In a gaming market overflowing with the same regurgitated, repackaged, and re-branded offerings it sometimes feels like the only true originality comes from the indie sector. Some ideas, perhaps, stray too far from the “norm” or are too “out there” to be considered for publication by the major players in the industry. Instead these avant-garde titles are released by fledgling independent studios looking to carve out a niche and make a name for themselves. The forthcoming Shelter by Might and Delight is one such game.
Shelter puts the player into the paws of a mother badger striving to feed and defend her young from the dangers of the wild. She begins with five defenceless cubs and must guide them through wooded areas, across eagle-stalked fields, and choppy rivers. Kids will be kids though, and you must keep track of the cubs at all times, lest they wander off and be devoured by wandering foxes and eagles.
The premise of Shelter is very basic; each level consists of getting from point ‘A’ to point ‘B’, whilst feeding your young and avoiding any dangers that may be lurking in the wild. Naturally, your young will often become hungry and it will be on you to decide which cub gets to eat. The cub that is most discoloured is most-hungry, but the other cubs may try to get to his food before he can. When food is short you will have to make tough decisions about who eats and who does not – on another note, the excited little jumping the cubs do, as you acquire food, is adorable.
The badgers travel across a number of different terrains and environments as they try to survive. The dense and lush forest is home to abundant food, rivers, and other assorted wildlife. Dangerous river crossings and even wildfires also make an appearance, and provide the player with ample reason to care for and worry about their little cubs.
That’s the great thing about this game; more than once I found myself actively concerned for the cubs I was caring for. Every few moments I’d rotate the camera and count: “1, 2, 3, 4, 5, cubs. Phew”. Losing sight of one of them is a terrifying experience, even more so when you can hear them whimpering as they are being eaten by an unknown assailant. Looking back to see cubs missing is a solemn experience that will stay with you through Shelter’s short runtime.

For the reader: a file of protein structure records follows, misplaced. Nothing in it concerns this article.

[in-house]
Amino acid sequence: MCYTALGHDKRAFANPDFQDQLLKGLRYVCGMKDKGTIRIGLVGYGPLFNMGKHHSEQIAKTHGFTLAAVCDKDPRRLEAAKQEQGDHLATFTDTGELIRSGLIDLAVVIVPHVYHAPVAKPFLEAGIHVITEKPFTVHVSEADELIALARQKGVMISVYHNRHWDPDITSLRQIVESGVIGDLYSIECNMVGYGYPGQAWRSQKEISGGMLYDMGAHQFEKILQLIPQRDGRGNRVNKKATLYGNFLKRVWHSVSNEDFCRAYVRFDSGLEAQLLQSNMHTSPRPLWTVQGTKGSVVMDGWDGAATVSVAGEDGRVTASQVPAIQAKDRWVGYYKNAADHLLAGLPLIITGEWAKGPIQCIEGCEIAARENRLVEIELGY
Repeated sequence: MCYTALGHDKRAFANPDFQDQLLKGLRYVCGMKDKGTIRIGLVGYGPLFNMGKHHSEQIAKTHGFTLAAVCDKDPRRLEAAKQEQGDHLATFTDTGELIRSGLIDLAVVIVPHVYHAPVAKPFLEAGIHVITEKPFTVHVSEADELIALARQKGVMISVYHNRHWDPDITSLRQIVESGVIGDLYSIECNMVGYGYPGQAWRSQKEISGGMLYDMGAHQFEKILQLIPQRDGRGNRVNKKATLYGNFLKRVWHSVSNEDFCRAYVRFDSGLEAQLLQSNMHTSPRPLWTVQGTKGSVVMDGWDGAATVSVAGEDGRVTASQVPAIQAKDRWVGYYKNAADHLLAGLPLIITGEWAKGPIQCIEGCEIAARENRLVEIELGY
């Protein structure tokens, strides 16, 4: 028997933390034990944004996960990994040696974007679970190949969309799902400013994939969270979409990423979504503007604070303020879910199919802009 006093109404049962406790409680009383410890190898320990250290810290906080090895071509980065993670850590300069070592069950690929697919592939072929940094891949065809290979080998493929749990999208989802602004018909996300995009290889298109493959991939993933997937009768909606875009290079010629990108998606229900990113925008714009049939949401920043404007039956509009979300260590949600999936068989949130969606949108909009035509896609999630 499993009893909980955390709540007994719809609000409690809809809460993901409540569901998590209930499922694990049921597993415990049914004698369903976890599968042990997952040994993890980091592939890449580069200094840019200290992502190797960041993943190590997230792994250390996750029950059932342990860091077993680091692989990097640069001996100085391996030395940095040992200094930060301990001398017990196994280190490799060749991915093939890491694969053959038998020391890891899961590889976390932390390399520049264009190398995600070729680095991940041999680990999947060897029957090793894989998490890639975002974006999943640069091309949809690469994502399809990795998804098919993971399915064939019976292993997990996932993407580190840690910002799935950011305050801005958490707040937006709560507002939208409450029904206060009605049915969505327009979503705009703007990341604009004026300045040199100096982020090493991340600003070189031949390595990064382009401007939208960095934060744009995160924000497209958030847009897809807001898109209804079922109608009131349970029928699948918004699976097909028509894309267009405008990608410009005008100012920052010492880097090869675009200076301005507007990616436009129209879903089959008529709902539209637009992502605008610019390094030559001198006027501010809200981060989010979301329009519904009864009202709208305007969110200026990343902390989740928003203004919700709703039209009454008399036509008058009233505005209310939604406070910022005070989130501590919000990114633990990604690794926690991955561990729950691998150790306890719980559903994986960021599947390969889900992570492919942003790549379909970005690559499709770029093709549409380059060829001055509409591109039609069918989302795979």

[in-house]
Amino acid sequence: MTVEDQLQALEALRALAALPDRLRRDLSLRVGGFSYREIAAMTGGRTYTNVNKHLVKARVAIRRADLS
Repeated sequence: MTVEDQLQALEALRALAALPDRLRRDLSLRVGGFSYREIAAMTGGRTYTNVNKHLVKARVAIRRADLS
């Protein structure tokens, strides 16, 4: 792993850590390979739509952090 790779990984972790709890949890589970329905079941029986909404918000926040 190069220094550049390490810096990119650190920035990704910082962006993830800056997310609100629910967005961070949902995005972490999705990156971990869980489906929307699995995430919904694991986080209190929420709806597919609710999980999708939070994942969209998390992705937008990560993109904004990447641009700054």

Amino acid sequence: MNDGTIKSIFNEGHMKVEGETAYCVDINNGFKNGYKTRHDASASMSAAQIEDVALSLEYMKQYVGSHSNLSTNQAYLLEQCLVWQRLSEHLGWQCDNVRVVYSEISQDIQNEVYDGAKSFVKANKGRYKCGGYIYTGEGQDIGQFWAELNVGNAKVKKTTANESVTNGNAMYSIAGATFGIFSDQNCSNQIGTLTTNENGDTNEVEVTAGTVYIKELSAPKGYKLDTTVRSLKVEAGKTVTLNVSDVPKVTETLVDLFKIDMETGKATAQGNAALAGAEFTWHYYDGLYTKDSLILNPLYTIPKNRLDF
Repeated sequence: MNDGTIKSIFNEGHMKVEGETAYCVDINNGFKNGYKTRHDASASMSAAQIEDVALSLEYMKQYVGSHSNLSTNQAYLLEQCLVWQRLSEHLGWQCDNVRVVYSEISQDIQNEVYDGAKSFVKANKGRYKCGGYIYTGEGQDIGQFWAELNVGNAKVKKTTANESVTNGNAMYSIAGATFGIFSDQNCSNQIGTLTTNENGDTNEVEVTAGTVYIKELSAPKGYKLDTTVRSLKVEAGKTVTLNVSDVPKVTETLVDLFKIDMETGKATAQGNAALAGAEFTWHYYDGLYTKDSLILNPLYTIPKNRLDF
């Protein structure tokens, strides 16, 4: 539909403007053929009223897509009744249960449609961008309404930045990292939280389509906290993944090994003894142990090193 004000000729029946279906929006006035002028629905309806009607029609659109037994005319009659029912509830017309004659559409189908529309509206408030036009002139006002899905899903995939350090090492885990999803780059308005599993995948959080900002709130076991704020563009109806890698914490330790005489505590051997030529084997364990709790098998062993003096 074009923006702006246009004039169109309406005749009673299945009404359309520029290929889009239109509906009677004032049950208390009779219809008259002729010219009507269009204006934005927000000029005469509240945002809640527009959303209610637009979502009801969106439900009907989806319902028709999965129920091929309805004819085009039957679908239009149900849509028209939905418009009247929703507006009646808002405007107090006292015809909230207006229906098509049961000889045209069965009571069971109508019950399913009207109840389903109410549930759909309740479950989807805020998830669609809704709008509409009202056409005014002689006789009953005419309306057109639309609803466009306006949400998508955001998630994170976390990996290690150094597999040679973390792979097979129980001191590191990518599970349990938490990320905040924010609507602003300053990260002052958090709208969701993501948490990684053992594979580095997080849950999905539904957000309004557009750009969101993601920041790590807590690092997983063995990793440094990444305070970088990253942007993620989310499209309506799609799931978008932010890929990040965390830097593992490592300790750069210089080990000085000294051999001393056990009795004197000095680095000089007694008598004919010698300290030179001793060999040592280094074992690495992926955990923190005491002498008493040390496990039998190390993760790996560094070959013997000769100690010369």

While the game may be short, it does a lot with the time it has. Environments change often and give way to new play-styles. One moment you will be sneaking up on a fox and encouraging your young to feast on its remains, the next you will all be cowering in fear, trying to escape eagles flying overhead. Things are kept fresh and exciting – and beautiful – throughout.
The low-poly, low res world of Shelter is very visually appealing. Muted green and brown shades are contrasted with vibrant pinks and oranges; the world feels alive and believable, and that is one of the biggest compliments I can give the developers.
The accompanying soundtrack is equally as pretty. Retro Family provide an ambient, sometimes stirring score that goes hand-in-hand with the game’s events, every step of the way.
At just under two hours in length Shelter is a brief but refreshing experience. Sedate gameplay is highlighted with some truly scary moments that will have you thanking your lucky stars that all your cubs are okay, or slamming the table in anger as one of them is snatched away from you. It may not be action-packed or have the “flashiness” of other titles but Might and Delight took a chance on a fresh idea; more than anything, good game or bad (this game is certainly the former), that should be commended.
Shelter is a community-approved Greenlight title and is available on Steam for £6.99